I have found that first graders are very conscious of the craftsmanship of their art. Many get hard on themselves for not being able to do a project as "good" as my samples, to which I remind them that I have been practicing much longer than they have and if they keep practicing they will keep improving. To help them gain confidence at the beginning of the year, I start with this pointillism project. It's great because it teaches them to try new things, art history (George Seurat), and a new art technique (pointillism).
~Use dots to create a successful work of art.
~Understand that artists use dots to create an image (pointillism).
10" X 10" white tissue paper
12" X 12" colored paper
Sponges and water
Glue (for mounting finished pieces)
Pointillism: Technique of using dots to create an image.
Symmetry/Symmetrical: The same on both sides; a mirror image.
We start by reading The Dot by Peter Reynolds, about a girl that didn't think she was good at art. Her art teacher told her to "make a dot and see where it takes you." By the end of the book, she has her own art show! We talk about the importance of trying new things and practicing-I stress that "practice makes better"- not necessarily perfect.
Next, I show the students my examples and tell them that it's not as hard as it looks and if they pay attention to the instructions, they will have a wonderful work of art. Next, I demonstrate the project. First, they fold a 10" X 10" piece of white tissue paper in half twice to create a smaller square. Using a sponge with the tissue on top of a piece of newspaper they should get the tissue wet, so they can see through it but not have a puddle on it.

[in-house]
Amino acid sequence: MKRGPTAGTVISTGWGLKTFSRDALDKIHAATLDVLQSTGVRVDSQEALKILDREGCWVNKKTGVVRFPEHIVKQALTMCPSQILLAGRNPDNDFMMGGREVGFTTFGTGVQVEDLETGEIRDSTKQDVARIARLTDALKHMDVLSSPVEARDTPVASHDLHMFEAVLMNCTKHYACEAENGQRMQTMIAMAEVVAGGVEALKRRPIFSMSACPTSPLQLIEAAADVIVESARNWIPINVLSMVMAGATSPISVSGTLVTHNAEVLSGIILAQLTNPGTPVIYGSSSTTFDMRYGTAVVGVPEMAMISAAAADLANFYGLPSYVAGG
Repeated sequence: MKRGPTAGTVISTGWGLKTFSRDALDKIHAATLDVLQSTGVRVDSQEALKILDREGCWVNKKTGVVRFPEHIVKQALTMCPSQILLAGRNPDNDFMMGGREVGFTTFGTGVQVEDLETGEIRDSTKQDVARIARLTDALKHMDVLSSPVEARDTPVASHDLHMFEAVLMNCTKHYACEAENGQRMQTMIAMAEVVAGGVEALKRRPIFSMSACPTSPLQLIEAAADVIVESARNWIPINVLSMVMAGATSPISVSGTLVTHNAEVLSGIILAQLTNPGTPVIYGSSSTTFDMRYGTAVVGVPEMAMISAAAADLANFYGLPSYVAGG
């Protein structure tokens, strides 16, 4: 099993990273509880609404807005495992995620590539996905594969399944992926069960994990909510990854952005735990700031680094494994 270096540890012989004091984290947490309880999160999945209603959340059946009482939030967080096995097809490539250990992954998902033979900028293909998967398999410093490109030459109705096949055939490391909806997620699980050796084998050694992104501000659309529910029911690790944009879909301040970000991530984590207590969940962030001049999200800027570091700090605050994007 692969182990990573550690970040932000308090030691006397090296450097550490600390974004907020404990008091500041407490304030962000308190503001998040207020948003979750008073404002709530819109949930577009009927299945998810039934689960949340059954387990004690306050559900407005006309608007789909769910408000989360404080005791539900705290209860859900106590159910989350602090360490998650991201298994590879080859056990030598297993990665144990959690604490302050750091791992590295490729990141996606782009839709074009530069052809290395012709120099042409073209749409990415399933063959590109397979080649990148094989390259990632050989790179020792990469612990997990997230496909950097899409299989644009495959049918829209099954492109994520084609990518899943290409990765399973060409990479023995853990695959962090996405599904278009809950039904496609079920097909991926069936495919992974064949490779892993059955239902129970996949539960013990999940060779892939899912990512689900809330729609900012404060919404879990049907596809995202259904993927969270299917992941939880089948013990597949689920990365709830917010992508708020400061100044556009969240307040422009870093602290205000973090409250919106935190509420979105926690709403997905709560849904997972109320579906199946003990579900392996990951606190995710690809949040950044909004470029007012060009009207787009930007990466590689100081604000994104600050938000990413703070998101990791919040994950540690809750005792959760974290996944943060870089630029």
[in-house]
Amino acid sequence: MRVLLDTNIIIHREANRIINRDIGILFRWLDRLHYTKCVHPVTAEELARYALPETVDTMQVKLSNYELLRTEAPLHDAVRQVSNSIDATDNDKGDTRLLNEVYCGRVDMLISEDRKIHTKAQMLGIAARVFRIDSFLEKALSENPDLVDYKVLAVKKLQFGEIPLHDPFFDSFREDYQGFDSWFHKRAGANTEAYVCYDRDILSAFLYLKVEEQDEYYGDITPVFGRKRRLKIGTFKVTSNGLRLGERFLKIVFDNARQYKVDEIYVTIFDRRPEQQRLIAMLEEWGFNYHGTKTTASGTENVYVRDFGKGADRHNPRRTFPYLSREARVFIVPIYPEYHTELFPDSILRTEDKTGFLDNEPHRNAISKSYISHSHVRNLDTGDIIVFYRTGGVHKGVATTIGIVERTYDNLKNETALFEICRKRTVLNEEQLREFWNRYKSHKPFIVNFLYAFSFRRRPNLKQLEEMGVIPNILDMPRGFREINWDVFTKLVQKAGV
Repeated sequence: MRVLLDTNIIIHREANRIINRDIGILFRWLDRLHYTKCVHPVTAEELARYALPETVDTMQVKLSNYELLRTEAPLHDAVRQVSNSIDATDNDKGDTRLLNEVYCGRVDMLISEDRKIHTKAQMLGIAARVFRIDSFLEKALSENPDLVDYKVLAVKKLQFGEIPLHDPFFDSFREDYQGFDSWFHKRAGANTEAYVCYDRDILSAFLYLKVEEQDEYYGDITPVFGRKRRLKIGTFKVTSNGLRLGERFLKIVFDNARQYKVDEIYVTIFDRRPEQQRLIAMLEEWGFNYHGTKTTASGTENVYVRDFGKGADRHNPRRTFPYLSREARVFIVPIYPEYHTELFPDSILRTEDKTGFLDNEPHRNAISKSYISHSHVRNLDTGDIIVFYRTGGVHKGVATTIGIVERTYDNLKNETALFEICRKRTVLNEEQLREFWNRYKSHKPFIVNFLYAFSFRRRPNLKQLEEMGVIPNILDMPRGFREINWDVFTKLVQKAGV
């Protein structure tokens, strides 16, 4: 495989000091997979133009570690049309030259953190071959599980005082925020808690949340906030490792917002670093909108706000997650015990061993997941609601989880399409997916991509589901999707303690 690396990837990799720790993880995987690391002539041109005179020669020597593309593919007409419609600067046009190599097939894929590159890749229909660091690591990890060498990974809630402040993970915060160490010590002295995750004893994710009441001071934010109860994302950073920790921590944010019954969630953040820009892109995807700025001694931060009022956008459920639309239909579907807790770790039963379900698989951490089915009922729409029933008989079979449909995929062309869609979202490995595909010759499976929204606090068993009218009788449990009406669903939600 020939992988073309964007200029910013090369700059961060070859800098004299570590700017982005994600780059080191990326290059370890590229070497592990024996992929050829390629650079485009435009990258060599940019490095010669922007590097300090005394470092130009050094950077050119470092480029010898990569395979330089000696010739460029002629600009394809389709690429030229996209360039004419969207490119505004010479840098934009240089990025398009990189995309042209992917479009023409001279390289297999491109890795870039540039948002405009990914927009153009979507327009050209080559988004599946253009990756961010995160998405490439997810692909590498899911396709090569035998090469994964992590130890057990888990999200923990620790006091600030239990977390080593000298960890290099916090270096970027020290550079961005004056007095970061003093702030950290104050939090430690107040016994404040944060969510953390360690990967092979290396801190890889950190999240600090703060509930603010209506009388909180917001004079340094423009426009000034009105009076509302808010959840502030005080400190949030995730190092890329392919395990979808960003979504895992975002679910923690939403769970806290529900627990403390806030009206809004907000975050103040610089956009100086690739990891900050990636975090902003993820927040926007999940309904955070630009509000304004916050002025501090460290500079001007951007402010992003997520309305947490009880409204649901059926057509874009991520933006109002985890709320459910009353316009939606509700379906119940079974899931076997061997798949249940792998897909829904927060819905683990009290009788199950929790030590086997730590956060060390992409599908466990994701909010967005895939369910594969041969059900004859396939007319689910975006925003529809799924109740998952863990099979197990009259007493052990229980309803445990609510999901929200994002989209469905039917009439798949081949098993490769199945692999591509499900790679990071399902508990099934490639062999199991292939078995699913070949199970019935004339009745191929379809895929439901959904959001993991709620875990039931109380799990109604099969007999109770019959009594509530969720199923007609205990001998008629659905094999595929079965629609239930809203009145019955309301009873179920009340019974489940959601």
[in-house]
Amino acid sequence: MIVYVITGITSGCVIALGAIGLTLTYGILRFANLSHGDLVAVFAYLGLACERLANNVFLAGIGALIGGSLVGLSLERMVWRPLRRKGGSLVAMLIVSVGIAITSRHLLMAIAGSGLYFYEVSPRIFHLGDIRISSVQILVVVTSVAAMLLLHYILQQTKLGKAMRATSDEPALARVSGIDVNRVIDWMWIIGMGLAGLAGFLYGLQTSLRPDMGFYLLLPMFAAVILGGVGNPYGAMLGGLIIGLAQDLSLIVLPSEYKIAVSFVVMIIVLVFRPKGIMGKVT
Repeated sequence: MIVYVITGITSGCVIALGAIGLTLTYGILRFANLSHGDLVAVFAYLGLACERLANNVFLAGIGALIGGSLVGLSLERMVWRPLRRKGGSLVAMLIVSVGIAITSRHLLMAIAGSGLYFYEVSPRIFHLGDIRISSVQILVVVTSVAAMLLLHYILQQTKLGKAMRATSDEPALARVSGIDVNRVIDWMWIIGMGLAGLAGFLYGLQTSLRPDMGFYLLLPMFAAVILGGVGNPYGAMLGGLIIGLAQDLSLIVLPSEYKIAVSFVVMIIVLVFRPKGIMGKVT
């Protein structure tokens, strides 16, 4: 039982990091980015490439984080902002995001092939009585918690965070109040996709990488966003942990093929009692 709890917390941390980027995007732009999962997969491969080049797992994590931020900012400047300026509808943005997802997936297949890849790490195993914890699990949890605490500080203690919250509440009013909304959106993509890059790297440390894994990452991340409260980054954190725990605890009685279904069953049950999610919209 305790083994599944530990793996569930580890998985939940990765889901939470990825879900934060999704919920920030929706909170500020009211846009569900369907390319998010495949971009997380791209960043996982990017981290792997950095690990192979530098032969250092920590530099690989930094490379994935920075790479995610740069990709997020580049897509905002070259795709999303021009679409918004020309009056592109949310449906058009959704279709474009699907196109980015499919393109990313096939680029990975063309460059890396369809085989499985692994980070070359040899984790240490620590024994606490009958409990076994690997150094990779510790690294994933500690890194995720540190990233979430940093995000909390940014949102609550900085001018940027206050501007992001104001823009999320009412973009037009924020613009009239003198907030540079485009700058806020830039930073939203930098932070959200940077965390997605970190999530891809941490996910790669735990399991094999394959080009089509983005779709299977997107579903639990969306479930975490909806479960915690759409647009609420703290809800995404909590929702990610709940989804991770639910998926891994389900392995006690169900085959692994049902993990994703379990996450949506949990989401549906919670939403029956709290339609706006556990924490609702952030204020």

Finally, they use markers and only dots to create a pattern on the smaller square. I stress that if they want a line they have to make the line with dots, not by drawing a line. I demonstrate how to make shapes with dots instead of drawing them. Lastly, they bring their papers up to me to open them up. I lay them on the newspaper with the artist's name on it until it is dry and then mount them on 12" X 12" colored paper.
ASSESSMENT: In addition to circulating the classroom, watching for comprehension and guiding students to find success, I assess the completed works of art for the use of dots, craftsmanship, and creativity. When assessing for the use of dots, remember that the water can sometimes blend the dots together; especially if the student didn't finish in one class period and had to re-wet the project the following class.